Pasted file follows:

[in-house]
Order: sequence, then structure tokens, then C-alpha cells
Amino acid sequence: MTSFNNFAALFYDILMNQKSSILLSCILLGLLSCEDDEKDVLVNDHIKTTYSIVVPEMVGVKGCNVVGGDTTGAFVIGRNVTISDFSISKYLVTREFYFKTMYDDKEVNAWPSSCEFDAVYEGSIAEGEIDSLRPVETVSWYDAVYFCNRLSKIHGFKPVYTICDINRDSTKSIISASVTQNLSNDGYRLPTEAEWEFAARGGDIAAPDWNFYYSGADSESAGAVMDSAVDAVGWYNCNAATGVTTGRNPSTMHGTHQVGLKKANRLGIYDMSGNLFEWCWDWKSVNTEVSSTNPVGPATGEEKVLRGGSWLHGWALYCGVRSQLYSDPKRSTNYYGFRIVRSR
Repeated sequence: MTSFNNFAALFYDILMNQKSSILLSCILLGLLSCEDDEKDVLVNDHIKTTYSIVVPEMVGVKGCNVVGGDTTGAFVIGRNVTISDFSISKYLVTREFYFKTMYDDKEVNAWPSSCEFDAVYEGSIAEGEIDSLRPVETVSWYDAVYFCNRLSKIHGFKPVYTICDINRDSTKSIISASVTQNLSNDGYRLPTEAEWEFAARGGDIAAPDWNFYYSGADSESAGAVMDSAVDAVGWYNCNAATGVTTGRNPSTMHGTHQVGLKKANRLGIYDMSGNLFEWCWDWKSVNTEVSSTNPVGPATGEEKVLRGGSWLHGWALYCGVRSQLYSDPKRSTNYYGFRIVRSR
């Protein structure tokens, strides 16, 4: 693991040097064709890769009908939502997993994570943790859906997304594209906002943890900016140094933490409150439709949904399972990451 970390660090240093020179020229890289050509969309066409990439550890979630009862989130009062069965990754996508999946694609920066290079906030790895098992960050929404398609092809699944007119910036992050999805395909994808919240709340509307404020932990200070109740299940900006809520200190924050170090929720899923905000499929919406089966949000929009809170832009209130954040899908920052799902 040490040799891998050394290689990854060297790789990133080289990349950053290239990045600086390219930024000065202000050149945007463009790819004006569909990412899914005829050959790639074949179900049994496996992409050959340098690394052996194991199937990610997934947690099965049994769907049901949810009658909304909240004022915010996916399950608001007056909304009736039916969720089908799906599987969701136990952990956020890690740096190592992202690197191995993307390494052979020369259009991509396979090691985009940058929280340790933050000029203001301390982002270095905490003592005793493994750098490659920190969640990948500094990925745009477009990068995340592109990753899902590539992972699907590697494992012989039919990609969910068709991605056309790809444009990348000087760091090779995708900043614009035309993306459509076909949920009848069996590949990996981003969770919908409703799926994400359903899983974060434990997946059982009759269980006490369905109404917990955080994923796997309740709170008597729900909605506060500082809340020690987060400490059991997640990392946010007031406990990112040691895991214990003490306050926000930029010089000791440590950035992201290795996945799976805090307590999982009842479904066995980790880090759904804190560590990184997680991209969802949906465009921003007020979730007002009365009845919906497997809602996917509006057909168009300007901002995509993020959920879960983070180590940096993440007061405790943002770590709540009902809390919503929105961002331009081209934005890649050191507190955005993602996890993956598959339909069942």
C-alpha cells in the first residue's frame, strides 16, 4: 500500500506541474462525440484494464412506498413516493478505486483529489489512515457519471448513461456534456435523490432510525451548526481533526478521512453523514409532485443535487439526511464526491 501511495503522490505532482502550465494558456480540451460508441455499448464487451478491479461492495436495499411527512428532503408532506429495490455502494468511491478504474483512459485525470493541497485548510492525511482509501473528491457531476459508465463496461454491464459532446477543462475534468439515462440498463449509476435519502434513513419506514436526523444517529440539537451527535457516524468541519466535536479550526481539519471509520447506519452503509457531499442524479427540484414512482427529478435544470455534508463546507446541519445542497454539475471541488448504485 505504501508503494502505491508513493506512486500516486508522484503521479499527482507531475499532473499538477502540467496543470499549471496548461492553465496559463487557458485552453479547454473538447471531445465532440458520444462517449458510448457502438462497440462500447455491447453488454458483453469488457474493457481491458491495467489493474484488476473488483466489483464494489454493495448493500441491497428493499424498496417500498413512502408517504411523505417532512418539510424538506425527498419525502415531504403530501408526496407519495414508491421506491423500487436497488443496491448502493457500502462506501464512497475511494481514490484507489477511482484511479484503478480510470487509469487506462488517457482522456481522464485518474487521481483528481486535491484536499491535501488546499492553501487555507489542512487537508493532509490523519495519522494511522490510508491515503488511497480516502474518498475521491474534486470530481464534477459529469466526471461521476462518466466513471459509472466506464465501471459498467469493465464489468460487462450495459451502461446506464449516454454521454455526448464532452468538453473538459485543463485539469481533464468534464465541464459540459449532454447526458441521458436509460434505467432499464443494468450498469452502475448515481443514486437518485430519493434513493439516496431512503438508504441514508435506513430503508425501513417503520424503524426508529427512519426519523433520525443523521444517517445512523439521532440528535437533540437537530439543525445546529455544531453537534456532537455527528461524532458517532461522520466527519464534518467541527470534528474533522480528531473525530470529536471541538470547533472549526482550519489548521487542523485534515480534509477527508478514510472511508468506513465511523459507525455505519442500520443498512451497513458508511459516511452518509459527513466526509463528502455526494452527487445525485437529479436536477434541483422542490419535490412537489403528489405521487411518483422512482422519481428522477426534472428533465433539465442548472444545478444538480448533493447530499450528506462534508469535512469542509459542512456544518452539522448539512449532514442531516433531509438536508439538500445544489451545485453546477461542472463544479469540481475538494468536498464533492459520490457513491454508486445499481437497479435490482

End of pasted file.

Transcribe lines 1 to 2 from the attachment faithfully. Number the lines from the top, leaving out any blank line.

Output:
[in-house]
Order: sequence, then structure tokens, then C-alpha cells